The fight with Calzaghe would be Woodhall’s last, a 10th-round stoppage defeat in December 2000. At the start of his pro career, Calzaghe boxed on Woodhall’s undercards and Richie said: “Straight away, I thought he was going to be special. He hardly got hit and had power. Back then, he was a young man on the way up and didn’t give out many compliments, but I remember Terry Lawless telling me I must be doing well because I had even impressed Joe. He said Joe really rated me. He liked the way I boxed and trained. I was known for training hard. There was a mutual respect there.”
That remained in the build-up to Woodhall’s challenge for Calzaghe’s WBO super-middleweight championship at Sheffield Arena. “I knew it was my last chance,” said Woodhall. “I had had enough of boxing mentally, but Joe was the best out there and I didn’t want to finish my career without facing the best there was. Every fighter can be beaten and my dad [and trainer, Len] looked for Joe’s flaws. There weren’t many. But it never entered my head for one second that I would get beaten.”
Woodhall knew how Calzaghe would box, but couldn’t fathom out a way to beat him. He said: “Predominantly, Joe was a counter-puncher. He would rather you lead and then he punishes your mistakes when you fall short. He wanted to draw you out of your shell and was very good at avoiding shots and coming back very quickly.
“Joe breaks you down physically and mentally as well. You can’t hit him and he keeps hitting you. It’s very demoralising and very hard to stay positive during the fight. When he was throwing a lot of very, very fast shots, I think a few may have been incorrect, but only a few and when he had an opponent going, he hit hard enough to finish them.
“Joe was a great all-rounder. Not a good all-rounder, a great all-rounder. If you wanted a toe-to-toe scrap, he threw powerful hooks at short and mid-range and there was nobody better on their toes. Joe did a bit of everything. His hand speed was very good and so was his work rate. He wasn’t a devastating puncher, but they all hurt and he hit hard enough to knock guys out. His movement made him very difficult to hit. For a boxer who took the fight to you and liked to box at short and mid-range, he was very hard to hit. I did catch him a couple of times – and I could punch a little bit – but they bounced off him. Joe took everyone’s shots.”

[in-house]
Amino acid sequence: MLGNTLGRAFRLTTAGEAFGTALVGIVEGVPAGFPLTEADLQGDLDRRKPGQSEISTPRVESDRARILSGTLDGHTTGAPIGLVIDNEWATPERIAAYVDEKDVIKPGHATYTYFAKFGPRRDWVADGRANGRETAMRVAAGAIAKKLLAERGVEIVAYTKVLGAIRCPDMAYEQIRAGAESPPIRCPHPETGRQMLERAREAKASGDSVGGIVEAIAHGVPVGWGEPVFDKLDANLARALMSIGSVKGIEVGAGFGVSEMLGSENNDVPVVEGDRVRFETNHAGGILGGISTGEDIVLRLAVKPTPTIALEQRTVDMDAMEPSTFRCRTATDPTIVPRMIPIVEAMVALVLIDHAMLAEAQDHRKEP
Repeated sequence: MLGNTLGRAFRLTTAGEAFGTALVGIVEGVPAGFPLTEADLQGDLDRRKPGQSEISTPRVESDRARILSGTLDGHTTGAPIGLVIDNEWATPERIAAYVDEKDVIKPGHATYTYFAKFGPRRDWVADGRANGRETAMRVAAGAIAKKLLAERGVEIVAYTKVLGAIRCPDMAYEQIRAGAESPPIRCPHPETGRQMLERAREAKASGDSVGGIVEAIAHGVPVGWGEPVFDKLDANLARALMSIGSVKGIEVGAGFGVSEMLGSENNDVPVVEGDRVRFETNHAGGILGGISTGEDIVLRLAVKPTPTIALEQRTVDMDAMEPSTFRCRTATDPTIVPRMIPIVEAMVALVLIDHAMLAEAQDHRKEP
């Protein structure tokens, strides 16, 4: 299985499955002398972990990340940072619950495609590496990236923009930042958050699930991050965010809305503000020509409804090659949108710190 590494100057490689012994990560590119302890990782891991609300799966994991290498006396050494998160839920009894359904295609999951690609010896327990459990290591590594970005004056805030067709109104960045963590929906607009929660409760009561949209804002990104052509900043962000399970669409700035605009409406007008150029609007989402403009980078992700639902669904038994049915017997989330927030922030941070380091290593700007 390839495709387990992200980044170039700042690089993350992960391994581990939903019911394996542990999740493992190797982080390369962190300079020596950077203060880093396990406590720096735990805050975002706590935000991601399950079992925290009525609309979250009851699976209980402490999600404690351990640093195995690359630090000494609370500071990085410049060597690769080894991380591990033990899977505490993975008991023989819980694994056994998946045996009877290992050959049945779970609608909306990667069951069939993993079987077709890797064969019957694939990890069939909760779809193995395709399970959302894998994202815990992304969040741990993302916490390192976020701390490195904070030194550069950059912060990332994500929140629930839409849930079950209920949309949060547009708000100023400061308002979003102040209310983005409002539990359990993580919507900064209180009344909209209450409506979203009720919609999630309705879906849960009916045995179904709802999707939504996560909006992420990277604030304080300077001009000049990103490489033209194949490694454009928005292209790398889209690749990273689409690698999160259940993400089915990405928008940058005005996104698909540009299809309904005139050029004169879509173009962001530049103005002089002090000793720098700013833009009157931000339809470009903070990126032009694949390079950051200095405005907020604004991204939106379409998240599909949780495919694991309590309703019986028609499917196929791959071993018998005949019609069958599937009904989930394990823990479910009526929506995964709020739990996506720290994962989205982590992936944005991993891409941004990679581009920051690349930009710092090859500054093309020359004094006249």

Like Calzaghe, Woodhall was coached by his father. Richie compiled a 92-18 amateur record and when he turned professional after winning the Commonwealth Games in 1990, Len went with him. Richie has said his father could read a fight as well as anyone and when he fought Vito Gaudiosi for the vacant Commonwealth title in April 1992, Len knew exactly what his son needed to do.
“Dad said work behind the jab and whip the right hook around the guard,” said Woodhall, “and he was spot on. After about a minute, I whacked him and he went down. I thought: ‘Come on, get up,’ but he couldn’t. He said afterwards: ‘I couldn’t get my senses.’”
That fight was at the Ice Rink in Telford, Woodhall’s hometown, and that was also the venue for what proved to be one of his hardest fights, against Silvio Branco, for the vacant European championship.